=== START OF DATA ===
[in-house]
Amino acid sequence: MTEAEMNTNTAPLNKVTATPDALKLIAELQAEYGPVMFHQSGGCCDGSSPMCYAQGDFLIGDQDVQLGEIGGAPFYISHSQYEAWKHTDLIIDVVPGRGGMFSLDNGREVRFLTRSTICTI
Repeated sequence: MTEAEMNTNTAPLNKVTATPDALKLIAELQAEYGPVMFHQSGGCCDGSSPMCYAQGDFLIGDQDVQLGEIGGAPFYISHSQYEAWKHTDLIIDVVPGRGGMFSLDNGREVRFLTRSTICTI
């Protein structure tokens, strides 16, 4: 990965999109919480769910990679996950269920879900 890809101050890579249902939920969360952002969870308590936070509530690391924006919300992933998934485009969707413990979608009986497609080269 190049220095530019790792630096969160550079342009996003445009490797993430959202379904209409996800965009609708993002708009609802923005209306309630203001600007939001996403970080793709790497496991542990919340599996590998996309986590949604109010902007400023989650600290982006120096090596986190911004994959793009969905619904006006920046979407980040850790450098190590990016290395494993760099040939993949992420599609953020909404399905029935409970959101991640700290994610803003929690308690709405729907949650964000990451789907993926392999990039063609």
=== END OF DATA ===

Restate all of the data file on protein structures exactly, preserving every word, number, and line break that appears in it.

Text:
[in-house]
Amino acid sequence: MTEAEMNTNTAPLNKVTATPDALKLIAELQAEYGPVMFHQSGGCCDGSSPMCYAQGDFLIGDQDVQLGEIGGAPFYISHSQYEAWKHTDLIIDVVPGRGGMFSLDNGREVRFLTRSTICTI
Repeated sequence: MTEAEMNTNTAPLNKVTATPDALKLIAELQAEYGPVMFHQSGGCCDGSSPMCYAQGDFLIGDQDVQLGEIGGAPFYISHSQYEAWKHTDLIIDVVPGRGGMFSLDNGREVRFLTRSTICTI
């Protein structure tokens, strides 16, 4: 990965999109919480769910990679996950269920879900 890809101050890579249902939920969360952002969870308590936070509530690391924006919300992933998934485009969707413990979608009986497609080269 190049220095530019790792630096969160550079342009996003445009490797993430959202379904209409996800965009609708993002708009609802923005209306309630203001600007939001996403970080793709790497496991542990919340599996590998996309986590949604109010902007400023989650600290982006120096090596986190911004994959793009969905619904006006920046979407980040850790450098190590990016290395494993760099040939993949992420599609953020909404399905029935409970959101991640700290994610803003929690308690709405729907949650964000990451789907993926392999990039063609």